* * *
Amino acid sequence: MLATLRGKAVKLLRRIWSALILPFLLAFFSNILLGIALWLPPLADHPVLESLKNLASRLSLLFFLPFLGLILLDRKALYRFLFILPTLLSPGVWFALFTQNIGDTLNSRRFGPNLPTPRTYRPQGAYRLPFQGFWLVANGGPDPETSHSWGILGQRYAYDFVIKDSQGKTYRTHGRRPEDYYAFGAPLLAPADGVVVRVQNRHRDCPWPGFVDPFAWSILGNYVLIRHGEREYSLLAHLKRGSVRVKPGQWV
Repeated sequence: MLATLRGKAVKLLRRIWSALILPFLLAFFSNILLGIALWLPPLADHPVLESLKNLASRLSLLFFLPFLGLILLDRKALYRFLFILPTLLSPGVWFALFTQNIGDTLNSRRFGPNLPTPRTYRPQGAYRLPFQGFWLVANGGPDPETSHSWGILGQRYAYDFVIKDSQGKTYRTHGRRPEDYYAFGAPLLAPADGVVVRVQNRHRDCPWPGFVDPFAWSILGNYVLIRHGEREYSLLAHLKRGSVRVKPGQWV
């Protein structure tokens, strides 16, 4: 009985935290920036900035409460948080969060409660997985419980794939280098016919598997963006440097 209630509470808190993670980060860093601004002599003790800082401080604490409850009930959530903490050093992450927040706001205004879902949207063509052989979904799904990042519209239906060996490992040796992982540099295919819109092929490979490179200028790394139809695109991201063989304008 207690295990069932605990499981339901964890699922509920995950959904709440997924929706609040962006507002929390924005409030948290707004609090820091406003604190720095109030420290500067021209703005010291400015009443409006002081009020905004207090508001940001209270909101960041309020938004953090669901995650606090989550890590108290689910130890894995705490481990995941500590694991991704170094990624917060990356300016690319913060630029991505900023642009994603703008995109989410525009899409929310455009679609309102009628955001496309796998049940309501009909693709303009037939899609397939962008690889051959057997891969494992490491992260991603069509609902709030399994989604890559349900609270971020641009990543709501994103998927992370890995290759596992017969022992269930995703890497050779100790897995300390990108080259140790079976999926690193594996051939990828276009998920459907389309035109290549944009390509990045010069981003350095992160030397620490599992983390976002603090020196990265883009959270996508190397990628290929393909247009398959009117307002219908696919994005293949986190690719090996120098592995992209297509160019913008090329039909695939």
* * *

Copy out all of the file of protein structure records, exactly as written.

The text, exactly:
Amino acid sequence: MLATLRGKAVKLLRRIWSALILPFLLAFFSNILLGIALWLPPLADHPVLESLKNLASRLSLLFFLPFLGLILLDRKALYRFLFILPTLLSPGVWFALFTQNIGDTLNSRRFGPNLPTPRTYRPQGAYRLPFQGFWLVANGGPDPETSHSWGILGQRYAYDFVIKDSQGKTYRTHGRRPEDYYAFGAPLLAPADGVVVRVQNRHRDCPWPGFVDPFAWSILGNYVLIRHGEREYSLLAHLKRGSVRVKPGQWV
Repeated sequence: MLATLRGKAVKLLRRIWSALILPFLLAFFSNILLGIALWLPPLADHPVLESLKNLASRLSLLFFLPFLGLILLDRKALYRFLFILPTLLSPGVWFALFTQNIGDTLNSRRFGPNLPTPRTYRPQGAYRLPFQGFWLVANGGPDPETSHSWGILGQRYAYDFVIKDSQGKTYRTHGRRPEDYYAFGAPLLAPADGVVVRVQNRHRDCPWPGFVDPFAWSILGNYVLIRHGEREYSLLAHLKRGSVRVKPGQWV
């Protein structure tokens, strides 16, 4: 009985935290920036900035409460948080969060409660997985419980794939280098016919598997963006440097 209630509470808190993670980060860093601004002599003790800082401080604490409850009930959530903490050093992450927040706001205004879902949207063509052989979904799904990042519209239906060996490992040796992982540099295919819109092929490979490179200028790394139809695109991201063989304008 207690295990069932605990499981339901964890699922509920995950959904709440997924929706609040962006507002929390924005409030948290707004609090820091406003604190720095109030420290500067021209703005010291400015009443409006002081009020905004207090508001940001209270909101960041309020938004953090669901995650606090989550890590108290689910130890894995705490481990995941500590694991991704170094990624917060990356300016690319913060630029991505900023642009994603703008995109989410525009899409929310455009679609309102009628955001496309796998049940309501009909693709303009037939899609397939962008690889051959057997891969494992490491992260991603069509609902709030399994989604890559349900609270971020641009990543709501994103998927992370890995290759596992017969022992269930995703890497050779100790897995300390990108080259140790079976999926690193594996051939990828276009998920459907389309035109290549944009390509990045010069981003350095992160030397620490599992983390976002603090020196990265883009959270996508190397990628290929393909247009398959009117307002219908696919994005293949986190690719090996120098592995992209297509160019913008090329039909695939």